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Breathe a little easier this summer season
Kitsap County residents can all take a deep breath. Those in the more rural areas may notice a difference — that is — if all are abiding the law.
The air should be free of the pungent smell that accompanies the burning of wood and vegetation as a burn ban was enacted Wednesday. All outdoor burning for land clearing and forestry purposes (this includes yard debris) is restricted until Sept. 30.
Campers can rest easy, however: the ban does not include recreational campfires in approved fire pits.
This ban will be a welcomed relief to those who are constantly smoked out by their neighbors or others who are sensitive to the smoke wafting through the air.
We also can hope for a decrease in brush fires sparked by what a homeowner thinks is a small, controlled burn.
While these can start a variety of ways, the burn ban will conceivably cut down on the number of out-of-control fires. Not only a hazard to person and property, brush fires also can affect people who are not even in the general area.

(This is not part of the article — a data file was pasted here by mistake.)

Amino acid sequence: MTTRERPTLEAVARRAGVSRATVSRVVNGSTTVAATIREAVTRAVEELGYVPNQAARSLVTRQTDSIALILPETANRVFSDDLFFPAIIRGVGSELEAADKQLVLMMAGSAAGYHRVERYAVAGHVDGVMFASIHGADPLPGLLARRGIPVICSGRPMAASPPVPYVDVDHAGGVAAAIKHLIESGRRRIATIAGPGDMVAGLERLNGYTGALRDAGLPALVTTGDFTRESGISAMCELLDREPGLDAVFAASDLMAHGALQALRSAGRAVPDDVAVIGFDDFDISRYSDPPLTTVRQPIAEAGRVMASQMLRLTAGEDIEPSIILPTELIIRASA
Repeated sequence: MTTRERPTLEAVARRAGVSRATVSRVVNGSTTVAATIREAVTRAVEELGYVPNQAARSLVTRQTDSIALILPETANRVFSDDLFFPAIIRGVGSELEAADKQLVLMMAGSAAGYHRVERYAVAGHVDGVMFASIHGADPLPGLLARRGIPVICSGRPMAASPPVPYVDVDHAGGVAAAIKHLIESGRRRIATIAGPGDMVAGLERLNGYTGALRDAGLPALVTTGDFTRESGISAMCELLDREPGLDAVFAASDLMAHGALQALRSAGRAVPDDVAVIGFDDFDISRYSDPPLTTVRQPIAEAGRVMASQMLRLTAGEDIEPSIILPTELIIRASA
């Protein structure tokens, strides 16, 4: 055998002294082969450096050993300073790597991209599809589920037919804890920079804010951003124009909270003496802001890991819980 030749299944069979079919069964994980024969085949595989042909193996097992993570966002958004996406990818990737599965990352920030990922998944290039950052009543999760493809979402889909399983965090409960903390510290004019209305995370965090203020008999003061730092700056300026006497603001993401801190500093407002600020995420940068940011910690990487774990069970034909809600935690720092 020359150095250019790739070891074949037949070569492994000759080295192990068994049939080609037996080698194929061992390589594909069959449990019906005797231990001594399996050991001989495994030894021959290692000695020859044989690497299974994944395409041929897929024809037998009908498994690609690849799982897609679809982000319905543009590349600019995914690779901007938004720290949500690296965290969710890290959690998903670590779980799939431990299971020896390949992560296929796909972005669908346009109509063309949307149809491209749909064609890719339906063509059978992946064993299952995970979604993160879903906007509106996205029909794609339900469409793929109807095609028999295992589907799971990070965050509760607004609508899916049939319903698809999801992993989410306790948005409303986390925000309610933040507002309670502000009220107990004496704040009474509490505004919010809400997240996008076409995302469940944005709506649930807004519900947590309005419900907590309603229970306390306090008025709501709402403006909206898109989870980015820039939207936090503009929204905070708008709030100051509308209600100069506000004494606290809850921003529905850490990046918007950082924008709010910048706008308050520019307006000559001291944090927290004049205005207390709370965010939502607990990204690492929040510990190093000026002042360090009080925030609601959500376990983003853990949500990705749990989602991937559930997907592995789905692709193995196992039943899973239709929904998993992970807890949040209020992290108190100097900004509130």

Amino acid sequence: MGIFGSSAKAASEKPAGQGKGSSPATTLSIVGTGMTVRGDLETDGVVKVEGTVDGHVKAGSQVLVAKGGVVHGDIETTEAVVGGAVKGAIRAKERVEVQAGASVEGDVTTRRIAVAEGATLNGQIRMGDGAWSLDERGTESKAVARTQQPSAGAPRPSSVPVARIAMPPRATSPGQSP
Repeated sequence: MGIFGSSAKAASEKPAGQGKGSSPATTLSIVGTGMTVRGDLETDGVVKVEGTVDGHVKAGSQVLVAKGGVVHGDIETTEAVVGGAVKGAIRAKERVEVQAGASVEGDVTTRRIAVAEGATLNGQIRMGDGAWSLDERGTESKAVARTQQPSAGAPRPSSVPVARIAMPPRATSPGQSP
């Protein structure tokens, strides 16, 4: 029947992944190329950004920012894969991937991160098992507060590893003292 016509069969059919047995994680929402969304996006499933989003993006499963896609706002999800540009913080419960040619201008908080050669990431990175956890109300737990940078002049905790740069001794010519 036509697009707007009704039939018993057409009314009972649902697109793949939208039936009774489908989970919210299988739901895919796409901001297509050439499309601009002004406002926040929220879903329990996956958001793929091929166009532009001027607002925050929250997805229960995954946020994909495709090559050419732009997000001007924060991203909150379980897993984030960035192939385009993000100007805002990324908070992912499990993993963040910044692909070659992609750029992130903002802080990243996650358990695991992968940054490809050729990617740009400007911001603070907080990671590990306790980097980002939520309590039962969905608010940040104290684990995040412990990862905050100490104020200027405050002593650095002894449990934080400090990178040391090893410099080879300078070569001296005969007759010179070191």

Some Illahee residents were left baffled earlier this week when they went to turn on their water and it was brown. An e-mail from George Smalley, general manager of the North Perry Water District, explained the problem was caused when firefighters hooked up to a hydrant to extinguish the flames of a brush fire.
The build-up of sediments discolored some residents’ water, but was harmless. Though just a nuisance that was taken care of by the district through flushing the mains, it’s just one more reason why burn bans are necessary.